I remember reaching a point a few years ago when I truly considered switching careers to become a parking garage attendant. I was burnt out, working 65-70 hours a week. When I wasn’t working, I was so tired that I had no energy to see friends. I would drive to the office in DC a few times a week and I’d watch the garage parking attendant scurry around to move and park cars. I was envious. I’m a good driver. I could do that job. It wouldn’t pay near what I was making at the time, but I liked the idea of leaving a job at the end of the day and truly “being done.” I wouldn’t have had to think about how to solve a complex problem, or sell a project to a potential client, or manage a team that continuously requested feedback on their work (as in, every hour). I wasn’t worried about the drop in salary; I’m a big believer that, “If there’s a will, there’s a way.”
In the past few days, I’ve engaged in big philosophical conversations with close friends, somewhat centered on, “Why did we take the path we did?” The conversations took place with men and women in their ‘40s and ‘50s, all of whom have similar traits as me: we are single and professionally successful, although none of us have a “traditional career.” We push ourselves outside of our comfort zone. One is about to publish an autobiography. One has a mild fear of water and is going on a rafting trip at the end of the month. We all travel. We all expose ourselves to new experiences (some of which are planned and others we happily stumble upon accidentally).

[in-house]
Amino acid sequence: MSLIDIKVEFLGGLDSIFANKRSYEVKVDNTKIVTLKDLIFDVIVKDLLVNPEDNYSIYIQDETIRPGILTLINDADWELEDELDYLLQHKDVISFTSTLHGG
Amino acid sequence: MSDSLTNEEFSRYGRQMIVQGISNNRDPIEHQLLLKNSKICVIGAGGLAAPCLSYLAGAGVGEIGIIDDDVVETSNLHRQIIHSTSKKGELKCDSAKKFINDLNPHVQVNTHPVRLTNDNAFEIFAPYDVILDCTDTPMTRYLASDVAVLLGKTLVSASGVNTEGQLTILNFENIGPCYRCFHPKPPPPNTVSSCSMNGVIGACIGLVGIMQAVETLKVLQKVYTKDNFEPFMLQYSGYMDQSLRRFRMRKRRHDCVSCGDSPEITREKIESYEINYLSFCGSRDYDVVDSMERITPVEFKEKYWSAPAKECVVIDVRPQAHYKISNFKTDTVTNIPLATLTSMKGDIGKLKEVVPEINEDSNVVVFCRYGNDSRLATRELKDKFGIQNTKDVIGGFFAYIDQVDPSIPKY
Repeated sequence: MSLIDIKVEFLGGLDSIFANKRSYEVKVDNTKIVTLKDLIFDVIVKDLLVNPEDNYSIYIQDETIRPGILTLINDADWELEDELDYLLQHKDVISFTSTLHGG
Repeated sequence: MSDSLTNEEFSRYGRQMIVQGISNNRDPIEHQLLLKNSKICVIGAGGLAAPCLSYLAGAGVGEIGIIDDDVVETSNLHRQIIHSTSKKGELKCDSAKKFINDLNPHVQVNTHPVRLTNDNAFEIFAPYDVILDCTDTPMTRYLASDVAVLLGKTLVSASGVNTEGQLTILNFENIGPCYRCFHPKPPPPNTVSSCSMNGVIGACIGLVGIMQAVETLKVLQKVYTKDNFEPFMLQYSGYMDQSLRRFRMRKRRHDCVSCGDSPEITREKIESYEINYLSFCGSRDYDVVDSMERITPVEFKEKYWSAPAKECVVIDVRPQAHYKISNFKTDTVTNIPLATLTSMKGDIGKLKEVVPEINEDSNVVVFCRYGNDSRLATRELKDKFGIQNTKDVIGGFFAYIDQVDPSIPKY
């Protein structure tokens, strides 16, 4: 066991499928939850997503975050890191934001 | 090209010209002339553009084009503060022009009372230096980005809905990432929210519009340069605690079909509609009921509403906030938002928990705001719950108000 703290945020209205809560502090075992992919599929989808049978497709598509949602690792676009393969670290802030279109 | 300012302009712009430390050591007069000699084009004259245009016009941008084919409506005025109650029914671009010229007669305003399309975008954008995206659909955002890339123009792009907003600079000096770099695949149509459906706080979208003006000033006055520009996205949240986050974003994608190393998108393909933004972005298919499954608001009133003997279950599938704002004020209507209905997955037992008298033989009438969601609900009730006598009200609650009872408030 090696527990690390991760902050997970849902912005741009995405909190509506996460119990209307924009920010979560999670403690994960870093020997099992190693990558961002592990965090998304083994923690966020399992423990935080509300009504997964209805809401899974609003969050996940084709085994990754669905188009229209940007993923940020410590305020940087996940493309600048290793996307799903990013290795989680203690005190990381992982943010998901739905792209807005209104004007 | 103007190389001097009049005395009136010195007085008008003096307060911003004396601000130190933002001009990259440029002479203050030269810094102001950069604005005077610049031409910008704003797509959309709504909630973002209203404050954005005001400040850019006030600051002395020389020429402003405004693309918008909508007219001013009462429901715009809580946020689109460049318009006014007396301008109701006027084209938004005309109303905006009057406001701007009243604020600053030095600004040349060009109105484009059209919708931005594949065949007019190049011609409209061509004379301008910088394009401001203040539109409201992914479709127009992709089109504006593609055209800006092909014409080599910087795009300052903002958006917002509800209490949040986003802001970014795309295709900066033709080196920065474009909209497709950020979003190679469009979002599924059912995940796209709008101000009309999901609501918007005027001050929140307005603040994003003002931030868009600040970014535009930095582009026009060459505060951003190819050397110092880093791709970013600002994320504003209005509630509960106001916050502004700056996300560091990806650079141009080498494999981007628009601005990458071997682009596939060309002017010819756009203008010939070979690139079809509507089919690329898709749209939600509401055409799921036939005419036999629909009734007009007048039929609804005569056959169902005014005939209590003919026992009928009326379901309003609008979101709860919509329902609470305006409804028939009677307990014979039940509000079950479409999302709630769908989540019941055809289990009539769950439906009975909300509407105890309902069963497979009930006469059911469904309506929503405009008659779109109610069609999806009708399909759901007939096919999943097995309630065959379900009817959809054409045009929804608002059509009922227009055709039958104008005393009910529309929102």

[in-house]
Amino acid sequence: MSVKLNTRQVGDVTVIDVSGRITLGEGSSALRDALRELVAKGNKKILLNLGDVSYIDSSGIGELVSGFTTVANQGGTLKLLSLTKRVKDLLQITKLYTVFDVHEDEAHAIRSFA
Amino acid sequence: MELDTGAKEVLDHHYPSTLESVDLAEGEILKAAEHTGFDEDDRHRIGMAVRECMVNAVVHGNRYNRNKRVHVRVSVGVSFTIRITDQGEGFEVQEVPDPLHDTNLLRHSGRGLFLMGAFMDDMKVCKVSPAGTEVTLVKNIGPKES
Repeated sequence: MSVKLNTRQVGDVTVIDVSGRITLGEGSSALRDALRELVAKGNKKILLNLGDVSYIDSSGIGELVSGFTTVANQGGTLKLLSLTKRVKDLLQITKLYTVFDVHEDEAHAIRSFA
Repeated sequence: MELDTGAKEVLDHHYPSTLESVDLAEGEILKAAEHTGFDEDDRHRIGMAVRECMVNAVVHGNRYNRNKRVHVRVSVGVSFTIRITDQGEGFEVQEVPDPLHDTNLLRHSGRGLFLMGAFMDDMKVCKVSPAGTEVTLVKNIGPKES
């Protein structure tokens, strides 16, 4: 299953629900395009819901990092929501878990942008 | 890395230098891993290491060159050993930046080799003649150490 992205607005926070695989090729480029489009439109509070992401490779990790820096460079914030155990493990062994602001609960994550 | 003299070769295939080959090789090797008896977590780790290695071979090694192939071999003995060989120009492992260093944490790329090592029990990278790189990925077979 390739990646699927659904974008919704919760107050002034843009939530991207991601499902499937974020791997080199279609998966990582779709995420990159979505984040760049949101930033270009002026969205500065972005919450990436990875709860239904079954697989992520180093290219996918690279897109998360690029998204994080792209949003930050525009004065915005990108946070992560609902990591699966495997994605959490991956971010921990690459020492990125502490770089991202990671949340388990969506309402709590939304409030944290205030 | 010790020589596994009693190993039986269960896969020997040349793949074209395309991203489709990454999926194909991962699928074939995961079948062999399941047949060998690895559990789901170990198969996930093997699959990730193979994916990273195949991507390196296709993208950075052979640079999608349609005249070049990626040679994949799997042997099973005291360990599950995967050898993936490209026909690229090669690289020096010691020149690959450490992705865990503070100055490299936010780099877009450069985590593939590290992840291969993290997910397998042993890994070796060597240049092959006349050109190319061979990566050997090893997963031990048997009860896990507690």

We’ve all recently questioned our decisions. Wouldn’t it have been easier to go the “normal” route? Wouldn’t it raise less questions among some of our family and friends if we had settled down and had families and supported ourselves with “normal,” less–taxing careers? If we had slightly less bold ambitions – or no aspirations – would we notice? Would we care? Would anything feel like it was missing?
How long would I have lasted as a parking garage attendant before I got restless?
Probably not very long. For whatever reason, it (i.e., lack of ambition, getting outside of our comfort zone, settling for the status quo) is not in our DNA. And mostly – we’re okay with that. People are different and that is what makes our world such a cool and interesting place. And yet, there are times when I yearn for a simple, more traditional life – even if only for a few days or weeks. I’d like to try it on and see how it fits. To see if I could settle, or how long I would last. I guess, in some ways, it would be a new challenge for me, outside of my comfort zone. Now it sounds like a challenge! Something to think about, perhaps.